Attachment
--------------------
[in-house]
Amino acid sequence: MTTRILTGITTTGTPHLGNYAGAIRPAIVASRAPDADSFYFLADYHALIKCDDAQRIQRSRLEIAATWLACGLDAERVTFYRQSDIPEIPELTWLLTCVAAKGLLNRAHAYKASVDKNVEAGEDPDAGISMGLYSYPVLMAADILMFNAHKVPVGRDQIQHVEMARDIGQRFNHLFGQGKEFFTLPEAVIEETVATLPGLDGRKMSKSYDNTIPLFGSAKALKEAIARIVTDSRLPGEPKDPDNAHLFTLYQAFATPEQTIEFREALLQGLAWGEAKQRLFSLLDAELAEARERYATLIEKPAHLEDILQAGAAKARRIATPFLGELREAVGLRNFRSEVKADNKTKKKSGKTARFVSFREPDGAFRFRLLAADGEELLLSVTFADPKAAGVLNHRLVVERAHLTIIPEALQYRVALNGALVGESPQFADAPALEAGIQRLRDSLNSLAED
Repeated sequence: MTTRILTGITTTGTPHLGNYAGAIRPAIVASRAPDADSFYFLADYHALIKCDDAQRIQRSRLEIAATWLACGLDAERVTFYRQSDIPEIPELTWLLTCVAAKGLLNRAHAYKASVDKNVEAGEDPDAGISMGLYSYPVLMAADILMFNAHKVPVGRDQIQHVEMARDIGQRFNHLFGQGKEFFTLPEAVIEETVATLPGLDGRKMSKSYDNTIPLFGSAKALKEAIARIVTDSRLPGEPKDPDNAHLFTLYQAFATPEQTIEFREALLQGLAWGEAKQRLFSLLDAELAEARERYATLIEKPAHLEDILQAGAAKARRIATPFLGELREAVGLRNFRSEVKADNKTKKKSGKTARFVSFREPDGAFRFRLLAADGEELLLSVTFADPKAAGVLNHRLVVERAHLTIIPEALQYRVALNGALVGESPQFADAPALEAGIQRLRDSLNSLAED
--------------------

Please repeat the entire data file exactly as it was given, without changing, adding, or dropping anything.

[in-house]
Amino acid sequence: MTTRILTGITTTGTPHLGNYAGAIRPAIVASRAPDADSFYFLADYHALIKCDDAQRIQRSRLEIAATWLACGLDAERVTFYRQSDIPEIPELTWLLTCVAAKGLLNRAHAYKASVDKNVEAGEDPDAGISMGLYSYPVLMAADILMFNAHKVPVGRDQIQHVEMARDIGQRFNHLFGQGKEFFTLPEAVIEETVATLPGLDGRKMSKSYDNTIPLFGSAKALKEAIARIVTDSRLPGEPKDPDNAHLFTLYQAFATPEQTIEFREALLQGLAWGEAKQRLFSLLDAELAEARERYATLIEKPAHLEDILQAGAAKARRIATPFLGELREAVGLRNFRSEVKADNKTKKKSGKTARFVSFREPDGAFRFRLLAADGEELLLSVTFADPKAAGVLNHRLVVERAHLTIIPEALQYRVALNGALVGESPQFADAPALEAGIQRLRDSLNSLAED
Repeated sequence: MTTRILTGITTTGTPHLGNYAGAIRPAIVASRAPDADSFYFLADYHALIKCDDAQRIQRSRLEIAATWLACGLDAERVTFYRQSDIPEIPELTWLLTCVAAKGLLNRAHAYKASVDKNVEAGEDPDAGISMGLYSYPVLMAADILMFNAHKVPVGRDQIQHVEMARDIGQRFNHLFGQGKEFFTLPEAVIEETVATLPGLDGRKMSKSYDNTIPLFGSAKALKEAIARIVTDSRLPGEPKDPDNAHLFTLYQAFATPEQTIEFREALLQGLAWGEAKQRLFSLLDAELAEARERYATLIEKPAHLEDILQAGAAKARRIATPFLGELREAVGLRNFRSEVKADNKTKKKSGKTARFVSFREPDGAFRFRLLAADGEELLLSVTFADPKAAGVLNHRLVVERAHLTIIPEALQYRVALNGALVGESPQFADAPALEAGIQRLRDSLNSLAED